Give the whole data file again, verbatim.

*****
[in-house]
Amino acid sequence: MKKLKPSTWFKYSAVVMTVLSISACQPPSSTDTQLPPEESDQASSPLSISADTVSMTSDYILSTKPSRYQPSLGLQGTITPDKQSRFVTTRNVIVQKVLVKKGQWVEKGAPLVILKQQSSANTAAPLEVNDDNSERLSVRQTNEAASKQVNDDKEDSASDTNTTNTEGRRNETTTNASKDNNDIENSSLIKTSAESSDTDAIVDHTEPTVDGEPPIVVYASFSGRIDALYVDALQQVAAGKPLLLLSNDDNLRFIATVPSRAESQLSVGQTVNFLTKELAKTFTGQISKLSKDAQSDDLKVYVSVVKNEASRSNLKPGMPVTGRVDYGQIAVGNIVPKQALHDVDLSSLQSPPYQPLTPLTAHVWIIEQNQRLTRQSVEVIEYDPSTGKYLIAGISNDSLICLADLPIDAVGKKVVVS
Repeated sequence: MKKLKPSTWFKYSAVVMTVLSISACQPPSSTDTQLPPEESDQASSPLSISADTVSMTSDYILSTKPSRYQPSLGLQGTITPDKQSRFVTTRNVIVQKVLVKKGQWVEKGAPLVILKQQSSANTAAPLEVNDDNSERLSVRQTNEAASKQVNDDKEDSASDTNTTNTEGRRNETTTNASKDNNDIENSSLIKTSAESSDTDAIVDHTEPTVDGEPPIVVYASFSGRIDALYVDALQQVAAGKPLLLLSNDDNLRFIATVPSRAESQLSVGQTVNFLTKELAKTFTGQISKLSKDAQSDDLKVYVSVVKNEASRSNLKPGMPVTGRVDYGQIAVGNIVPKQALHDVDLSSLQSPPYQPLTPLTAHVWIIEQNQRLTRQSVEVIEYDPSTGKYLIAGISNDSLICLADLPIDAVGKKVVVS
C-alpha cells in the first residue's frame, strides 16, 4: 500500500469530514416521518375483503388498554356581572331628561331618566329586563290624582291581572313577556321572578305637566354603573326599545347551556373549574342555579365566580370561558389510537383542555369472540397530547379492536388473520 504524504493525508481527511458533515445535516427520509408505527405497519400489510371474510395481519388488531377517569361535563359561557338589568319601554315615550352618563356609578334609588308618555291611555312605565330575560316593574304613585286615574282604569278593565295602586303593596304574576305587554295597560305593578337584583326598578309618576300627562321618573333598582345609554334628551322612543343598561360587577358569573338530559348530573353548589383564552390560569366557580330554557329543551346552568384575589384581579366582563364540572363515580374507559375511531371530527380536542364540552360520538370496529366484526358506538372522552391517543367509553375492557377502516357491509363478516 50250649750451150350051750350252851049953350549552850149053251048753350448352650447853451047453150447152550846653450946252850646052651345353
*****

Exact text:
[in-house]
Amino acid sequence: MKKLKPSTWFKYSAVVMTVLSISACQPPSSTDTQLPPEESDQASSPLSISADTVSMTSDYILSTKPSRYQPSLGLQGTITPDKQSRFVTTRNVIVQKVLVKKGQWVEKGAPLVILKQQSSANTAAPLEVNDDNSERLSVRQTNEAASKQVNDDKEDSASDTNTTNTEGRRNETTTNASKDNNDIENSSLIKTSAESSDTDAIVDHTEPTVDGEPPIVVYASFSGRIDALYVDALQQVAAGKPLLLLSNDDNLRFIATVPSRAESQLSVGQTVNFLTKELAKTFTGQISKLSKDAQSDDLKVYVSVVKNEASRSNLKPGMPVTGRVDYGQIAVGNIVPKQALHDVDLSSLQSPPYQPLTPLTAHVWIIEQNQRLTRQSVEVIEYDPSTGKYLIAGISNDSLICLADLPIDAVGKKVVVS
Repeated sequence: MKKLKPSTWFKYSAVVMTVLSISACQPPSSTDTQLPPEESDQASSPLSISADTVSMTSDYILSTKPSRYQPSLGLQGTITPDKQSRFVTTRNVIVQKVLVKKGQWVEKGAPLVILKQQSSANTAAPLEVNDDNSERLSVRQTNEAASKQVNDDKEDSASDTNTTNTEGRRNETTTNASKDNNDIENSSLIKTSAESSDTDAIVDHTEPTVDGEPPIVVYASFSGRIDALYVDALQQVAAGKPLLLLSNDDNLRFIATVPSRAESQLSVGQTVNFLTKELAKTFTGQISKLSKDAQSDDLKVYVSVVKNEASRSNLKPGMPVTGRVDYGQIAVGNIVPKQALHDVDLSSLQSPPYQPLTPLTAHVWIIEQNQRLTRQSVEVIEYDPSTGKYLIAGISNDSLICLADLPIDAVGKKVVVS
C-alpha cells in the first residue's frame, strides 16, 4: 500500500469530514416521518375483503388498554356581572331628561331618566329586563290624582291581572313577556321572578305637566354603573326599545347551556373549574342555579365566580370561558389510537383542555369472540397530547379492536388473520 504524504493525508481527511458533515445535516427520509408505527405497519400489510371474510395481519388488531377517569361535563359561557338589568319601554315615550352618563356609578334609588308618555291611555312605565330575560316593574304613585286615574282604569278593565295602586303593596304574576305587554295597560305593578337584583326598578309618576300627562321618573333598582345609554334628551322612543343598561360587577358569573338530559348530573353548589383564552390560569366557580330554557329543551346552568384575589384581579366582563364540572363515580374507559375511531371530527380536542364540552360520538370496529366484526358506538372522552391517543367509553375492557377502516357491509363478516 50250649750451150350051750350252851049953350549552850149053251048753350448352650447853451047453150447152550846653450946252850646052651345353